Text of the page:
Anectdotes from Barnum and Obama each, three each alternating . . .
Long [?] before the Trump Presidency––but a horror of political existence is that all Presidents will have much more in common with each other, LBJ, JFK, Regan, Clinton, Obama, Lincoln, FDR, Truman, Eisenhower, Andrew Jackson, Madison, Jefferson, Trump, Carter, Nixon, Taft, Coolidge, Grant, Tyler, Van Buren, Bush I & II, Adams I & II, Harrison I & II, Teddy Roosevelt and the rest . . . much more in common with each other than they ever will have with you and me, Mr. White, Mr. Black, Mr. Asian, Mr. Hispanic, Mr. Other. Mr. Italo-American me, I mentioned me more than once.
The future of America looks scary; the future of freedom, the future of our politics, the future of the presidency and elections for president. Do I have faith that Obama is working for me? No. Do I like his speeches? Perhaps. Can I respect the power of his oratory, the strength of his rhetoric? Yes. But the ability to move people emotionally is demagoguery, and Obama is a master demagogue which is not to say he always says nothing. But no one does say nothing better than he does, if and when he does say nothing, which every president must at times do, but how many times is always the question. The question here though is, Do I trust any President of the United States implicitly? The answer is of course, No.
There is something corrupting, corrupted and corrosive about power in general and the power of the office of the presidency in particular, as great as that office is. It is the nature of the Office of the Presidency that must be understood. The power of the office is Self-evident, the greatness of this power (and thus the enormous corruptibility of this office not just on any man but on every man who has occupied or does occupy or will occupy this seat of enormous power, enormous authority and enormous influence) is also self-evident.
Presidents represent power, money and other forms of elites; they only tenuously respect the public, only ever suspect the people. Do we still have the audacity to hope Obama is working or could have been working or would have been working, even if he could have otherwise, for anyone other than the bankers, or helping the rich get richer through state funded work-fare. The investment bankers that nearly plummeted us into economic darkness did work for their bonuses, didn’t they? I heard Obama saying something, but I didn’t see him doing anything. We fast came to realize the only thing Obama could do was talk.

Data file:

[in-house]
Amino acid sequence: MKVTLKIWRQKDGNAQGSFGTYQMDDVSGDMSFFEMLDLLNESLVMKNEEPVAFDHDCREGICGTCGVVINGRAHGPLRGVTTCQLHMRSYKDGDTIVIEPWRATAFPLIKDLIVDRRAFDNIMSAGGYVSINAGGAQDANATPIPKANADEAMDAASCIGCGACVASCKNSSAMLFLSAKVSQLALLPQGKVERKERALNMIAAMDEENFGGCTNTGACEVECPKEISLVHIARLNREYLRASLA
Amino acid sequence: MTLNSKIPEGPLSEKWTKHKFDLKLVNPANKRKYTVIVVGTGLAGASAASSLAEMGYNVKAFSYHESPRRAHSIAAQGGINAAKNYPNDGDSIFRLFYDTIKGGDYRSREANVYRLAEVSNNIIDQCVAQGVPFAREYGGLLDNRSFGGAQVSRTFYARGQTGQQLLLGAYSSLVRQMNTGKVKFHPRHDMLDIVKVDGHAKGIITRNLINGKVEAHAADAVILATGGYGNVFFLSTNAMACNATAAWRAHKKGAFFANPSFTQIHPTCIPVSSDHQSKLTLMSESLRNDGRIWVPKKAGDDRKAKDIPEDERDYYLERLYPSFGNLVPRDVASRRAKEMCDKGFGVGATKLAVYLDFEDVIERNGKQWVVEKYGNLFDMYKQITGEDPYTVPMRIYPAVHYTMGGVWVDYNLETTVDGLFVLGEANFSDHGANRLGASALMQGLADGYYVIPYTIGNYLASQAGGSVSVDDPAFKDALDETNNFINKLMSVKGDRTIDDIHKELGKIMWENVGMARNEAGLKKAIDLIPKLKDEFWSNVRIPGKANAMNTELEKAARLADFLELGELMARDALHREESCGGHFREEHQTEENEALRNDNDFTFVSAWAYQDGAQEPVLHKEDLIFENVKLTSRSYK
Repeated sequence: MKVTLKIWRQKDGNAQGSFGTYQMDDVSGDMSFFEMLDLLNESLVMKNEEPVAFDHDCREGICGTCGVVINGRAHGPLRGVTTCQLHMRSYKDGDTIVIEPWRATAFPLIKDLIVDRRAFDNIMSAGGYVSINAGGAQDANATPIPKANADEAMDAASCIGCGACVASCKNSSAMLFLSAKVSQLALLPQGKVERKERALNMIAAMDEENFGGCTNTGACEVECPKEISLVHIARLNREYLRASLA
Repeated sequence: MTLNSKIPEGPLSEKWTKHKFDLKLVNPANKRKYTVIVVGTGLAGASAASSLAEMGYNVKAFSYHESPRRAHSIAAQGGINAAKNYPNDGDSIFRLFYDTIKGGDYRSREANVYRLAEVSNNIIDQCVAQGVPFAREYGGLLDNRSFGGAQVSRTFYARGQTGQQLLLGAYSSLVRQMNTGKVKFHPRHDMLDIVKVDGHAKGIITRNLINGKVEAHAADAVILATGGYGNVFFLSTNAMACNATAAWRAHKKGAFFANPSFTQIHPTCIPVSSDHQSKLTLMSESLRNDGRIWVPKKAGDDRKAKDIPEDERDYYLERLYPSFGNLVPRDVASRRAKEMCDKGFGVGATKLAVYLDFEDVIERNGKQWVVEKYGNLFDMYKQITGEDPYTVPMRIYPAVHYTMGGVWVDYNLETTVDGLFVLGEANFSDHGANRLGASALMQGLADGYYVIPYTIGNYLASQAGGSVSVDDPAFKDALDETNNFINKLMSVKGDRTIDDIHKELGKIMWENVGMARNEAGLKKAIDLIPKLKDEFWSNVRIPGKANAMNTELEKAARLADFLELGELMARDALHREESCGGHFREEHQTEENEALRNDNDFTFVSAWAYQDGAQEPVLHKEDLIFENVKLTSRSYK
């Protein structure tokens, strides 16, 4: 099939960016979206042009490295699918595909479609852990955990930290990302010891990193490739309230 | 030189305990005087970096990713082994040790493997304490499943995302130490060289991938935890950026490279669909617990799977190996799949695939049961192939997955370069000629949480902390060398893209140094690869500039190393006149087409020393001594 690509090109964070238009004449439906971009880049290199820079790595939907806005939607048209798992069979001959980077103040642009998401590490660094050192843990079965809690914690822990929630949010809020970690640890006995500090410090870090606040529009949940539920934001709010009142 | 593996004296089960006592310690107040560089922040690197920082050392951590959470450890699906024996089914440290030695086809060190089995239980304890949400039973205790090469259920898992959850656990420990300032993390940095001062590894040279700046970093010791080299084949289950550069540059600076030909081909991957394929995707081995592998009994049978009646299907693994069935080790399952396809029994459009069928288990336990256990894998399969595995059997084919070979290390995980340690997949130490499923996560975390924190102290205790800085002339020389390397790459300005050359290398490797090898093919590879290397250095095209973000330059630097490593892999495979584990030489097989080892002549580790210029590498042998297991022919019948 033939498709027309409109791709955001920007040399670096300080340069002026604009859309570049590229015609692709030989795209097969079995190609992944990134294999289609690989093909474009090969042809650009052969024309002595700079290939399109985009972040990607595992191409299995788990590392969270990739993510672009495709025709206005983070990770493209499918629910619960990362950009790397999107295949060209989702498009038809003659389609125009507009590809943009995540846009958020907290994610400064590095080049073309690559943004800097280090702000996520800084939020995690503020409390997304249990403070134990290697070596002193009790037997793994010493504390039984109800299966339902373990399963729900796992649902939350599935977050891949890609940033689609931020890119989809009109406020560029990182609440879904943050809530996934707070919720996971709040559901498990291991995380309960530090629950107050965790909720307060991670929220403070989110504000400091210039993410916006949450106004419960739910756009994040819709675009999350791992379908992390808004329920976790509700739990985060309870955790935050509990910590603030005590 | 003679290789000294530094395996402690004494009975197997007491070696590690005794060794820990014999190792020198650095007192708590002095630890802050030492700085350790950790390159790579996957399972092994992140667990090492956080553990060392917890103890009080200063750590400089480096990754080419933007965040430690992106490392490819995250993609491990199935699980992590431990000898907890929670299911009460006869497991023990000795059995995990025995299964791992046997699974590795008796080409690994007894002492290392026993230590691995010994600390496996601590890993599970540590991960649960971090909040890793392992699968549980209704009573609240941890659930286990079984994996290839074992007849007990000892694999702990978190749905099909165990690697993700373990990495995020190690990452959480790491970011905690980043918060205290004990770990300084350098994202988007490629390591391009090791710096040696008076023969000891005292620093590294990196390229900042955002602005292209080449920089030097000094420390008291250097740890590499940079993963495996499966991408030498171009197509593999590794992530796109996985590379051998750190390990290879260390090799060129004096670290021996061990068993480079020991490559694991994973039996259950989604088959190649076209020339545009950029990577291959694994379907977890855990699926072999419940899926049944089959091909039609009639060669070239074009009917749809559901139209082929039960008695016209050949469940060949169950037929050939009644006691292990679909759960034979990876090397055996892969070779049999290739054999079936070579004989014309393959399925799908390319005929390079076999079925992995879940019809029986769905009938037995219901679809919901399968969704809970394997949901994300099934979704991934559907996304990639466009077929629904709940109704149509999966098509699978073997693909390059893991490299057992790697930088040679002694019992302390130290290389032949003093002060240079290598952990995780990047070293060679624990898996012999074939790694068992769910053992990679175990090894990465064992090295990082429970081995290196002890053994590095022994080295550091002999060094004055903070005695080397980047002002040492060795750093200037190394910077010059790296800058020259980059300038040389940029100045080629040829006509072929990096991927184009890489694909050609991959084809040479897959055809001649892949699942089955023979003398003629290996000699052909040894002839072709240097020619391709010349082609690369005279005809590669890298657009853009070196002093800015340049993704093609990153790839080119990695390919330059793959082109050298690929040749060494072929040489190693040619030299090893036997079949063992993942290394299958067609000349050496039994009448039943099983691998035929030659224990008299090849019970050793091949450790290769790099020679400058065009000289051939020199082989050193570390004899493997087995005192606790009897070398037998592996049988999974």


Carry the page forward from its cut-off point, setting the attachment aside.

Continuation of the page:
Obama was not in politics long enough to have learned anything useful or necessary to be a politician. I do sympathize with him; he has been learning how to be a politician, learning how to “play the game” while occupying the office of the Presidency–he will probably learn all he needs to know to be a good President by the time he finishes his second term. I don’t envy him his position in facing the most polarized Congress perhaps since Andrew Jackson.
Now for a question in critique of our society, the arena of politics in Washington and our media image making and its role in our elections and the making of a president, if not what we imagine is or should be presidential. Is Obama the circus barker the bankers needed in the arena of American politics?
It would have fit our received ideas on race and politics to accept the stereotyped notion that because Obama was a black candidate, he had a hotline to the little man, the downtrodden, which would have been a lie; much the way that affirmative action continues to help the black bourgeoisie and too few of the socio-economic underclass among African-Americans. Was it designed ever to do other? Was Obama put in office to do other than help the banks? I mean, was George W President for any other reason but to help opposing elites that Obama helps.
Barnum was right, and in America for sure, among the people in response to the circus of politics, there is a sucker born every minute. What, though, could be expected from any of the members of the current status quo who don’t or cannot see any relevance beyond their own contemporaneity? The state and any institution of power or finance or bureaucratically administered state service will always see individuality as something divisible, but also without liberty for all and only lip service for any freedom for the many.